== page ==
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Lakota Country Times: Great Plains tribes blast changes at BIE

The following story was written and reported by Brandon Ecoffey, Lakota Country Times editor. For more news, subscribe to the Lakota Country Times today. All content © Lakota Country Times.

Tribal leaders from across the great plains convened at a government to government consultation with Bureau of Indian Education to express their displeasure with some proposed changes to the organizational structure of the organization. Photo by Brandon Ecoffey

Great plains tribes slam BIE changes
Loss of local control a major sticking point
By Brandon Ecoffey
Lakota Country Times editor

RAPID CITY—Last week when representatives of the Department of Interior and the Bureau of Indian Education showed up in Rapid City to conduct a consultation with area tribes on its proposed reorganization, they were met with robust and unified resistance from tribal leaders across the Great Plains region.

“We dispute that this is a true consultation,” said Oglala Sioux Tribal councilman C.J. Clifford. Clifford noted that nearly half of the tribal grant-contract schools are in North and South Dakota and he felt that, “For far too long the Department of Interior, Bureau of Indian Affairs, and the Bureau of Indian Education have ignored the voices of these tribal schools.”

The first term representative from Wounded Knee district joined a chorus of tribal leaders at the Ramkota Inn in Rapid City last week to state their displeasure with several proposed changes to the organizational structure of the BIE.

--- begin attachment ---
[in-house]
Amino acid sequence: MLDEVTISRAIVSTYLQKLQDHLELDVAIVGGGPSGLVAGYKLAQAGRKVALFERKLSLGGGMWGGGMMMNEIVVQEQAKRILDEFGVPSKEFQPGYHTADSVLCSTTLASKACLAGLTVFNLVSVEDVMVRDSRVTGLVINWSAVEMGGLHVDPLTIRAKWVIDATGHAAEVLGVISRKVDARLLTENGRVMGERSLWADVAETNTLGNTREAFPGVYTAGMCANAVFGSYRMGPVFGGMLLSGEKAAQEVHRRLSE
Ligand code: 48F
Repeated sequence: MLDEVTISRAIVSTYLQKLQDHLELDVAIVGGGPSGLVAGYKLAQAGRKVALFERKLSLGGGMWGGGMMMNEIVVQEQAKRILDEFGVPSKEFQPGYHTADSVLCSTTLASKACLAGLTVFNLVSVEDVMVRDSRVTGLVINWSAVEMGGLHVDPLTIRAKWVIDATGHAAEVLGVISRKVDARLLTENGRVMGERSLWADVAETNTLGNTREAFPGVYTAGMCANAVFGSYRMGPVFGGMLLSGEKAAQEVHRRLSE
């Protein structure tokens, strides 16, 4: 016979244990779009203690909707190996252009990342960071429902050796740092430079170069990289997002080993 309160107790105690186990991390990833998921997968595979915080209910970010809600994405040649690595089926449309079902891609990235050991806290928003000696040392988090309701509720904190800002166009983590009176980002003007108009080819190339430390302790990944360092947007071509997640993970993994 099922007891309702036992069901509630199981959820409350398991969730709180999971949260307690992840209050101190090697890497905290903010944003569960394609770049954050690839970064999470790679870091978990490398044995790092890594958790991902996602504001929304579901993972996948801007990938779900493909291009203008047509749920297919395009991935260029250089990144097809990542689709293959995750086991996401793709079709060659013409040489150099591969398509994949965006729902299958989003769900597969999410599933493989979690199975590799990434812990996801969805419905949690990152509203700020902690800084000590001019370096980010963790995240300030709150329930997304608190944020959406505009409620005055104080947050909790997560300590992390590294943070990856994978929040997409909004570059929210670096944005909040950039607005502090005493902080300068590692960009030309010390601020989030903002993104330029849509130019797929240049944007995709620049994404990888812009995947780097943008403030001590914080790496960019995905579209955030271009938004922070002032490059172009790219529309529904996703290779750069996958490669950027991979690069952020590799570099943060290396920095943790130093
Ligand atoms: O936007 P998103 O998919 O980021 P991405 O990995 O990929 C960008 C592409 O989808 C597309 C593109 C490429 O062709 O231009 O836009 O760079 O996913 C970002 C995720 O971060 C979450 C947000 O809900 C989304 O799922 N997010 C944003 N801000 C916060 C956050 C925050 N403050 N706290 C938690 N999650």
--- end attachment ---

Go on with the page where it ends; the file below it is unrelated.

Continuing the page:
In attendance at the meeting were representatives from the Oglala Sioux Tribe, the Rosebud Sioux Tribe, Cheyenne River and others. These tribal officials were joined by educators, community advocates and tribal citizens to offer testimony on their view of the proposed changes.

In 2013, Secretary of the Interior Sally Jewell along with Secretary of Education Arne Duncan put together a study group intended to identify the shortcomings of the BIE’s administrative structure and to develop a plan to reform the bureaucracy in order to “ensure all students attending BIE-funded schools receive a world-class education.”

After several listening sessions with Native American education stakeholders the study group produced a Blueprint for Reform that was released last June. From that document came Secretarial order 3334 issued by Secretary Jewell to reorganize the BIE in a way that federal reps say will “redesign the BIE from a direct provider of education into an innovative organization that will serve as a capacity-builder to tribes with BIE-funded schools.”

As part of the realignment the BIE will create several high paying positions in Washington D.C. and other urban areas while eliminating the offices of 22 existing Education Line Offices and replacing them with multiple Education Resource Centers. The consolidation is in theory supposed to ensure that the BIE will be more efficient in serving the needs of students and tribes but this proposed change was met with resistance from tribal leaders who felt that this would remove local influence and control.

Cheyenne River Sioux Chairman Harold Frazier stated during the consultation that he had problems with the BIE directing resources to new highly paid positions in urban areas, while local schools wait for the BIE to fully staff tribal schools.

Tribes in the area successfully challenged similar changes in federal court in past years and Clifford said that this option was still on the table.

For many years local educators have stated that it the problem with education in Indian Country has to do with the failure of the federal government to provide adequate funding to tribal schools.

“It’s a funding issue and it is a lack of resource issue,” said one tribal educator who asked to remain anonymous. “The needs of the students are not being met because we do not have the staff or resources to provide them with everything they need.”

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